18. Yes, biosecurity is a tenuous thing. But on the other hand, adherence to an approach like NZs could be very reassuring for our industry, assuming our trading partners would all do the same! When the issue of importing honey from Oz, for instance, is proposed - we can use the science of "sanitary/phytosanitary" to resist. We can't say "We don't want honey from Australia because it will wreck our market". We can't say "Ours tastes better than theirs". We can't even say "There would be no demand for their honey." We had to make the argument that there was an identifiable and real
  19. Absolute prohibitions are not common. For animal products, many factors could be taken into consideration when an import permit is sought. The risk analysis would need to take into account: likelihood that the product carries a pathogen etc volume of the import overall volume of the individually packaged wax labeling, either promoting or discouraging a particular use value vectors by which the product might be exposed to bees if exposed, what is the likelihood of an infection Some bee products have an inherently higher risk. Think hon
  20. You might also get good info from: https://www.mpi.govt.nz/importing/food/honey-and-bee-products/
  21. Hi John... Best phone number I could see was 0800 80 99 66, but that is MPI's 'report exotic pests/diseases'. You'll likely get shoved about, but that should get you into contact with whoever would be able to confirm that the item has an import permit. To get such a permit for such a risk item, it would need to have gone through a consideration of risks. That would consider what pests/diseases might be introduced, what risk of actual exposure, etc. I have not been aware of such an import before, but I've not been following things for some time.
  22. I'm not suggesting that the market is the same today. But at that time, yes - based on that evidence people would not buy more if it was cheaper. I don't think honey has become poor value. Back then, when people mostly bought it on the basis of "do I already have a container in the cupboard?", it didn't have an especial 'value' - it was just a spread, and one of the more expensive of those available. Over the last 25 years, NZ consumers have learned (IMHO) to appreciate honey more, providing opportunities of all sorts to create something that is more than just another spread.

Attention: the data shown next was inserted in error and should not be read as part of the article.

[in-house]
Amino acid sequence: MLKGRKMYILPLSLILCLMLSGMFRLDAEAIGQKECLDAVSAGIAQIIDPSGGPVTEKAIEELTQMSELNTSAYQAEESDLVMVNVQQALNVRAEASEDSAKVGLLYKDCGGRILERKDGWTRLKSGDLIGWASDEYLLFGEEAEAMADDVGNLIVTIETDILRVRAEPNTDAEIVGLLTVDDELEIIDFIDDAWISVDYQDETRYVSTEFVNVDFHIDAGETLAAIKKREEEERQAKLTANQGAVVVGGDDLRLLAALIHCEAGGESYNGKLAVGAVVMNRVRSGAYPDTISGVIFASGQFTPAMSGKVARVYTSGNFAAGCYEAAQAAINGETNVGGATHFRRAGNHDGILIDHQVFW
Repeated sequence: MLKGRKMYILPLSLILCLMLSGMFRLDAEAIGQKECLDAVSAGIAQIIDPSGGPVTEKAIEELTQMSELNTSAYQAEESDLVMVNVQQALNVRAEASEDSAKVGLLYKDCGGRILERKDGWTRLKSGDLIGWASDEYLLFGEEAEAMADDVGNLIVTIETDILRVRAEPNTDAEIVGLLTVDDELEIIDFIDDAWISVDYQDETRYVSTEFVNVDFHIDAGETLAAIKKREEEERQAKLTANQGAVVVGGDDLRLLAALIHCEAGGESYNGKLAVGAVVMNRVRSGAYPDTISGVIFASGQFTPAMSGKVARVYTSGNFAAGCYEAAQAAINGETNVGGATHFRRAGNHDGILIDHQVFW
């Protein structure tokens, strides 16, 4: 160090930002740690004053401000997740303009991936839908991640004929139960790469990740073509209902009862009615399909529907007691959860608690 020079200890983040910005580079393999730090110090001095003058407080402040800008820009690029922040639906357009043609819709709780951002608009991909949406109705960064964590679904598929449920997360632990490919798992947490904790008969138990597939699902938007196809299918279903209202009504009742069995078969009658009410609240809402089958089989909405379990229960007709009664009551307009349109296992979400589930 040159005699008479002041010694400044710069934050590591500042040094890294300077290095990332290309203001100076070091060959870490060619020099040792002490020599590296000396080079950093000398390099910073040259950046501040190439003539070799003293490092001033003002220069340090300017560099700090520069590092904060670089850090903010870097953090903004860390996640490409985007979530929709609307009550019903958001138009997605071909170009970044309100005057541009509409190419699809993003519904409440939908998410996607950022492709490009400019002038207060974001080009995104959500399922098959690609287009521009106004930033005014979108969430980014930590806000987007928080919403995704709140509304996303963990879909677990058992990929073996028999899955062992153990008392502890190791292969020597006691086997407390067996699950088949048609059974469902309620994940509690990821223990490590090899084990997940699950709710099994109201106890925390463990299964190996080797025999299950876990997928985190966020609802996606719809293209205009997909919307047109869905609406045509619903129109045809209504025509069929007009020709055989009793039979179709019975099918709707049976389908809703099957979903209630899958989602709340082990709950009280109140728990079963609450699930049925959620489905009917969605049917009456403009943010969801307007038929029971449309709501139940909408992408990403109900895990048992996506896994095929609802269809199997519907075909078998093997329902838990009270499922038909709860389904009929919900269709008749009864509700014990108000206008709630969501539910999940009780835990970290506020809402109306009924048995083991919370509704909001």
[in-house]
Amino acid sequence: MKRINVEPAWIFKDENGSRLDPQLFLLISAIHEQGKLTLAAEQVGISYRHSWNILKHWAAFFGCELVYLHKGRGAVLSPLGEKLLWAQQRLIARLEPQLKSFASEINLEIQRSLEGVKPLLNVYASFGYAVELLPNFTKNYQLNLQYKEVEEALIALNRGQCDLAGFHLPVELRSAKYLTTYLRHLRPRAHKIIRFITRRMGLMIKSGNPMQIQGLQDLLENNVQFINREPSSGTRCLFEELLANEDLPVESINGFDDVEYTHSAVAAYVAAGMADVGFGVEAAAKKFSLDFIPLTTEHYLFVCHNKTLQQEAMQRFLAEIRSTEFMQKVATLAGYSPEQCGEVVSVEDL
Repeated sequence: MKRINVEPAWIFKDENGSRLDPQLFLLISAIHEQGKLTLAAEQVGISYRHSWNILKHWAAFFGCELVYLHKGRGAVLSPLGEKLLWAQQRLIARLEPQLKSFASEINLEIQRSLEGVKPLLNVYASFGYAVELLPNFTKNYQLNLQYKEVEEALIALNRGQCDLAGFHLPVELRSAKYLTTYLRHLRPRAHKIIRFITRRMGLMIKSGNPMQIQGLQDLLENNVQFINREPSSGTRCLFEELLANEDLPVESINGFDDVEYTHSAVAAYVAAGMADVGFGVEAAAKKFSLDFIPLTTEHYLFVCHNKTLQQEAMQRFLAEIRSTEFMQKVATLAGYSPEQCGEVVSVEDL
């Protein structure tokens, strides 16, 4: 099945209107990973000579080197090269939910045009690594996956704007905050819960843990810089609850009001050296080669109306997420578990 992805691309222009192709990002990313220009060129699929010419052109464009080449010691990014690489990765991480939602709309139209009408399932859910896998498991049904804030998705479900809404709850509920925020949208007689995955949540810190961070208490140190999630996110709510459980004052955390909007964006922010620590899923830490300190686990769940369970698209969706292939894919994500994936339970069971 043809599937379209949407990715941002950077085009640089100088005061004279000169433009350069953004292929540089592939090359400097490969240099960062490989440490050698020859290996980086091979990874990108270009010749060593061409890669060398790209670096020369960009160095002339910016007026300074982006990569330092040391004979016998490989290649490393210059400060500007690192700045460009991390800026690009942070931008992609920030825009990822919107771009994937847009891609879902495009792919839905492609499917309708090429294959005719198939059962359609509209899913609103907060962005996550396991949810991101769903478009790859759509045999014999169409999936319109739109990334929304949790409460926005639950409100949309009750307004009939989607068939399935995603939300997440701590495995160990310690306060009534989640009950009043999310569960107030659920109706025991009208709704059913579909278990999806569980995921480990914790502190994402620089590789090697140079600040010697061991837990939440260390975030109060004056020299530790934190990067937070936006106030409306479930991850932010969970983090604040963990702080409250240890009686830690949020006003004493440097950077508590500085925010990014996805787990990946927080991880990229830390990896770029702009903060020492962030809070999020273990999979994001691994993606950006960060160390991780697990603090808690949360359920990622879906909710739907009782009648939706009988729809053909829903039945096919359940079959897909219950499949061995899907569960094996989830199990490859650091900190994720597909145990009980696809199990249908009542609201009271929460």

23. Years ago, back when domestic consumption was est. 2/3 of production, there was some interesting marketing research. It was trying to establish how honey was positioned in the minds of families, esp. At that time, even with no honey being imported, the domestic returns were seen to be tied to export returns. This marketing guy seemed to take a different tack - asking what motivated the purchases of honey. Remember, most honeys were being treated strictly as a commodity back then... The shoppers were asked "If the price of honey were to be cut in half, would you buy more?" Resp
  24. Through the life of the HMA - early 1950s to late 1970s - the HMA held moneys back (esp in a good year), with the concept that these funds went into an 'equalisation fund'. Theoretically, that fund would be used to increase the payout in bad years. Remember, the HMA's payout to beekeepers pretty much dictated the price packers' had to pay for honey - if a packer was not willing to meet the figure, the bkpr could always send it to the HMA. When the HMA was to be wound up, there was a lot of discussion about where the money should go. Should it go only to those who supp
  25. That lifter looks a lot like the old Ward Loader. Good for both hives and stacks of honey boxes. Driven by someone who was careful, it was very efficient. But as someone said, prone to have problems if the site was not level...